Procurement’s technological insanity — Repeating the same mistakes over and over…
“Insanity: doing the same thing over and over again and expecting different results.” –Albert Einstein
Here is the third post in a series of four that focuses on the adoption of Procurement technologies.
After looking at:
- statistics that demonstrate that, despite the relatively long existence of Procurement technology, low adoption is an old and recurrent story (part 1),
- some of the psychological reasons why change is difficult (part 2),
this post will cover some of the typical mistakes done in implementation projects and that can be easily prevented.
Some of the mistakes I will highlight find their origin in a fatal flaw: assumptions. Often, people leading a change assume without actually checking on the ground the validity of their opinions. From assuming that the change will be welcome to thinking that a limited change management will suffice, the curse of knowledge is at play.
Wrong approach and understanding of technology
In business, and especially in the community of domain experts, there is a tendency to look at technology as the solution to all problems and consider it as an end.
I recently wrote about this over on LinkedIn but reading a recent post by Richard Branson on attitude got me thinking.medium.com
And, as Simona Pop says it:
“Technology is not the end goal. It was never the end goal and treating it as such will lead to failure. Technology is a tool to empower people. You cannot and should not forget it’s all about people and the effect you/what you do have on them.”
Also, another common misconception also hinders projects. May organizations want to use a new technology by applying it to the current ways of doing things. Doing so, they miss the real value and transformative impact of technology.
“The usual methods for boosting performance — process rationalization and automation — haven’t yielded the dramatic improvements companies need. In particular, heavy investments in information technology have delivered disappointing results — largely because companies tend to use technology to mechanize old ways of doing business. They leave the existing processes intact and use computers simply to speed them up.” — Harvard Business Review, Reengineering Work: Don’t Automate, Obliterate.
Technology can automate existing process, true. But, it also enables organizations to do things that were previously impossible.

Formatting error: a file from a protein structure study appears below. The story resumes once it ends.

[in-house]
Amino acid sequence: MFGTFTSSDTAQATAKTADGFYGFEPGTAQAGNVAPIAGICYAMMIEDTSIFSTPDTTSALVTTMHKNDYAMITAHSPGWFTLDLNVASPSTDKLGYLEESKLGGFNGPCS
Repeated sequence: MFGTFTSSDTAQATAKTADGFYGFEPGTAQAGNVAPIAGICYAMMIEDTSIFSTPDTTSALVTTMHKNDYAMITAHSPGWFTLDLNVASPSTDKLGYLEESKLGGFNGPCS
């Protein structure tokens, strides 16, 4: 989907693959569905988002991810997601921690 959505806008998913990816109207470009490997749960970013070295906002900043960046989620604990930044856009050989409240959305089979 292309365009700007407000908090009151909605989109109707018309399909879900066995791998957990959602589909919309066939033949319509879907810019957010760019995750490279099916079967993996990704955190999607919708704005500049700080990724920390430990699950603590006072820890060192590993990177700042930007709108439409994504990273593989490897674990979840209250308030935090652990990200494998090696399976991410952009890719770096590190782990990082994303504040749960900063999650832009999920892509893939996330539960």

What will new technology let us do that was previously impossible?
Technology lets us rethink the very structure of how we do things. Consider, for example, the way that Uber and Lyft have transformed urban transportation. There were connected taxicabs long before Uber — but all they did was to recreate the old process. What we got for our connectivity was a credit card reader in the back, and a small screen showing us ads. What Garrett Camp and Travis Kalanick realized was that humans were now augmented by location-aware smartphones, and so you could completely rethink the way you summoned a car. It would be utter magic to someone from the past — that you can click on your phone, and summon a car to where-ever you are, and to know just how long it will take for a car to pick you up.” — Tim O’Reilly, Don’t Replace People. Augment Them.
Absence of (or weak) meaning
Not having a real business case detailing why (a.k.a. goal, purpose, vision) the change is important is a surprising, but very frequent, mistake. Many organizations decide to implement Procurement solutions without a clear picture of what the benefits will be. They have a high-level idea; nothing more.
Because of the lack of purpose, it is then impossible to create the conditions for change, to motivate people and to drive adoption.
”If you don’t know where you are going, any road will get you there.” — Lewis Carroll
Not knowing where you are going negatively impacts an organization’s ability to define the project scope (which categories, which suppliers, which geographies, which processes…) and roll-out (what, where, when, how).